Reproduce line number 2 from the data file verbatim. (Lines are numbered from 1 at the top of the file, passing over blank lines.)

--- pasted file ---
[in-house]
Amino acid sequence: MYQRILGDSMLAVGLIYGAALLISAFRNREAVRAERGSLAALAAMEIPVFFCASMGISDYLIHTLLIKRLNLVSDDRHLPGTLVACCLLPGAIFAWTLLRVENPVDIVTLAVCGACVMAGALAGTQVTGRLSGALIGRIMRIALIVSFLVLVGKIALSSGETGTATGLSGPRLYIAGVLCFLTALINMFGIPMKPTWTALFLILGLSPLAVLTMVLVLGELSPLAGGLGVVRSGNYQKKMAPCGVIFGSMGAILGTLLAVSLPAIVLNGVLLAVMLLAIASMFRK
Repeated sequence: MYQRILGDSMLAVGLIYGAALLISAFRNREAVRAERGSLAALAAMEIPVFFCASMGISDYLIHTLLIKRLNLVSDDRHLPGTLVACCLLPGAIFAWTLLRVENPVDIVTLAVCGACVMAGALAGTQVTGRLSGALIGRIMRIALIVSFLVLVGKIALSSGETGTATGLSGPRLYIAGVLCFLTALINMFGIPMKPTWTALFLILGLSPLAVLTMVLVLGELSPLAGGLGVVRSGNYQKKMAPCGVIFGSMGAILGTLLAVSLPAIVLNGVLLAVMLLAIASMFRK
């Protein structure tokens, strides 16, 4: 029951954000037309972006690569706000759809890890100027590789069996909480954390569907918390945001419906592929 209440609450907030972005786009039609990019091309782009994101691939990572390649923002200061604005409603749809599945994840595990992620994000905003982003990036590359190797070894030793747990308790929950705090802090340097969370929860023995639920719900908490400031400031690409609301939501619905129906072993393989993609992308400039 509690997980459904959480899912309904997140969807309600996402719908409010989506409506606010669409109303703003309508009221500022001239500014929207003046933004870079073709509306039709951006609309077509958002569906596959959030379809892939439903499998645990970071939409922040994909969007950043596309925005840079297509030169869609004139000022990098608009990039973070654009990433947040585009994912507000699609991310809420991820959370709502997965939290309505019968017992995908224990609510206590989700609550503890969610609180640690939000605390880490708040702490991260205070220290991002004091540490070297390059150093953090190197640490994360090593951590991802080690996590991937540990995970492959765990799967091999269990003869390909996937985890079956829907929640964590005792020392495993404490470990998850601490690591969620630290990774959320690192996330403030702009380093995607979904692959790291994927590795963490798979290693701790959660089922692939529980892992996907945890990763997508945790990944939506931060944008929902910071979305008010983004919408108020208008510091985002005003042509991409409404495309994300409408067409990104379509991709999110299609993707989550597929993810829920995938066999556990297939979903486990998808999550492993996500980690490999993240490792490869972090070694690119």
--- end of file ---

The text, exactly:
Amino acid sequence: MYQRILGDSMLAVGLIYGAALLISAFRNREAVRAERGSLAALAAMEIPVFFCASMGISDYLIHTLLIKRLNLVSDDRHLPGTLVACCLLPGAIFAWTLLRVENPVDIVTLAVCGACVMAGALAGTQVTGRLSGALIGRIMRIALIVSFLVLVGKIALSSGETGTATGLSGPRLYIAGVLCFLTALINMFGIPMKPTWTALFLILGLSPLAVLTMVLVLGELSPLAGGLGVVRSGNYQKKMAPCGVIFGSMGAILGTLLAVSLPAIVLNGVLLAVMLLAIASMFRK